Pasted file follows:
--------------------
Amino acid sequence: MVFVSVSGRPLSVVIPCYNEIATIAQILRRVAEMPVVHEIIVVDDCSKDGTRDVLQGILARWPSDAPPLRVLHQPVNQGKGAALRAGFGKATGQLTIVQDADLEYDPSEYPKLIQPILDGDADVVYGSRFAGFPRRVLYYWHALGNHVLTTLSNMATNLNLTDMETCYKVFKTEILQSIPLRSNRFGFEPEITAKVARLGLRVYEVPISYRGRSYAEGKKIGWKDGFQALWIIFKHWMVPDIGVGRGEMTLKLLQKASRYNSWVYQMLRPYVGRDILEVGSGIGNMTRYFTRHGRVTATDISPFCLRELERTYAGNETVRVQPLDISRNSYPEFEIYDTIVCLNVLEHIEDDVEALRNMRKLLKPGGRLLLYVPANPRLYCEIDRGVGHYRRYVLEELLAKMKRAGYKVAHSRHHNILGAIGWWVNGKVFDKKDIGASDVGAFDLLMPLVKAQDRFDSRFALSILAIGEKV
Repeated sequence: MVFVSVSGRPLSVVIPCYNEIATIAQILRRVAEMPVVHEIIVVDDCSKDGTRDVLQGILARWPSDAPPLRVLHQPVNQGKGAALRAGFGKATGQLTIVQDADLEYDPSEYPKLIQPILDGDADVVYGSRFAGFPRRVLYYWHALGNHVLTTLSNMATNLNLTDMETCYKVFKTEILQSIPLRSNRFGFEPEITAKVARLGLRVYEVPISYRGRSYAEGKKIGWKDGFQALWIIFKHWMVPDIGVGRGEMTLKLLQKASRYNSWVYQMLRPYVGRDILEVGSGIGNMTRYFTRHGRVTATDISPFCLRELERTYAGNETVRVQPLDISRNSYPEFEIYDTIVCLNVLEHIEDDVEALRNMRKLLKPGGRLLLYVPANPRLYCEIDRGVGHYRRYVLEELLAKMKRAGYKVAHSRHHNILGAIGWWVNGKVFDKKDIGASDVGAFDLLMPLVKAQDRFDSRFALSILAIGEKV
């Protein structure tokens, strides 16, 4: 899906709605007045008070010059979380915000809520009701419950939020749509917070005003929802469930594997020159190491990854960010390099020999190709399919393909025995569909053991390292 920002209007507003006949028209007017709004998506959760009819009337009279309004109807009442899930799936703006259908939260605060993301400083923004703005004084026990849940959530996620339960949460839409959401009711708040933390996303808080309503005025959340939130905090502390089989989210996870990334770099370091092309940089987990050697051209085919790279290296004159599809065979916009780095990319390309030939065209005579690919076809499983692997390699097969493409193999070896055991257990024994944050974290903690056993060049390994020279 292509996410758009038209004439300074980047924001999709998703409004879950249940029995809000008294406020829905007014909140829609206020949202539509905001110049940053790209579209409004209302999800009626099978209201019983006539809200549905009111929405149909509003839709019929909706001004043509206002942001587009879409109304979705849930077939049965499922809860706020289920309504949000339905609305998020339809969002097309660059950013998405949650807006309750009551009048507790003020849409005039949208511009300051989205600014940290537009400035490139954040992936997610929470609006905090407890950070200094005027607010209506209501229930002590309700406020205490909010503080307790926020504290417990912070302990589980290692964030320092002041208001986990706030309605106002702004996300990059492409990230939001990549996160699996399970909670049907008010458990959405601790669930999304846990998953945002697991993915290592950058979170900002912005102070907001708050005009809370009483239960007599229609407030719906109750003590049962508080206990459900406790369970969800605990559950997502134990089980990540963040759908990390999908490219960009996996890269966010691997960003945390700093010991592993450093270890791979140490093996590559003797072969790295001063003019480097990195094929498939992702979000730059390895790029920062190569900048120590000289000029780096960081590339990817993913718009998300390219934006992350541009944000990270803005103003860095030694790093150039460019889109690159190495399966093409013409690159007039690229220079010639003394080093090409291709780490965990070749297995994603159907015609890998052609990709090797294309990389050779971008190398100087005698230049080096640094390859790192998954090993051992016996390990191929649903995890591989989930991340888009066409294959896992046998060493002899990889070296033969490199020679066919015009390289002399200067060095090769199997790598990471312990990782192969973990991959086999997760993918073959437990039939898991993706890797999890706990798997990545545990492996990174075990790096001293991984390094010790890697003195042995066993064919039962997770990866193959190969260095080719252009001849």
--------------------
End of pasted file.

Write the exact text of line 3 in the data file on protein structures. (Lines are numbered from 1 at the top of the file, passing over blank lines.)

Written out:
């Protein structure tokens, strides 16, 4: 899906709605007045008070010059979380915000809520009701419950939020749509917070005003929802469930594997020159190491990854960010390099020999190709399919393909025995569909053991390292 920002209007507003006949028209007017709004998506959760009819009337009279309004109807009442899930799936703006259908939260605060993301400083923004703005004084026990849940959530996620339960949460839409959401009711708040933390996303808080309503005025959340939130905090502390089989989210996870990334770099370091092309940089987990050697051209085919790279290296004159599809065979916009780095990319390309030939065209005579690919076809499983692997390699097969493409193999070896055991257990024994944050974290903690056993060049390994020279 292509996410758009038209004439300074980047924001999709998703409004879950249940029995809000008294406020829905007014909140829609206020949202539509905001110049940053790209579209409004209302999800009626099978209201019983006539809200549905009111929405149909509003839709019929909706001004043509206002942001587009879409109304979705849930077939049965499922809860706020289920309504949000339905609305998020339809969002097309660059950013998405949650807006309750009551009048507790003020849409005039949208511009300051989205600014940290537009400035490139954040992936997610929470609006905090407890950070200094005027607010209506209501229930002590309700406020205490909010503080307790926020504290417990912070302990589980290692964030320092002041208001986990706030309605106002702004996300990059492409990230939001990549996160699996399970909670049907008010458990959405601790669930999304846990998953945002697991993915290592950058979170900002912005102070907001708050005009809370009483239960007599229609407030719906109750003590049962508080206990459900406790369970969800605990559950997502134990089980990540963040759908990390999908490219960009996996890269966010691997960003945390700093010991592993450093270890791979140490093996590559003797072969790295001063003019480097990195094929498939992702979000730059390895790029920062190569900048120590000289000029780096960081590339990817993913718009998300390219934006992350541009944000990270803005103003860095030694790093150039460019889109690159190495399966093409013409690159007039690229220079010639003394080093090409291709780490965990070749297995994603159907015609890998052609990709090797294309990389050779971008190398100087005698230049080096640094390859790192998954090993051992016996390990191929649903995890591989989930991340888009066409294959896992046998060493002899990889070296033969490199020679066919015009390289002399200067060095090769199997790598990471312990990782192969973990991959086999997760993918073959437990039939898991993706890797999890706990798997990545545990492996990174075990790096001293991984390094010790890697003195042995066993064919039962997770990866193959190969260095080719252009001849």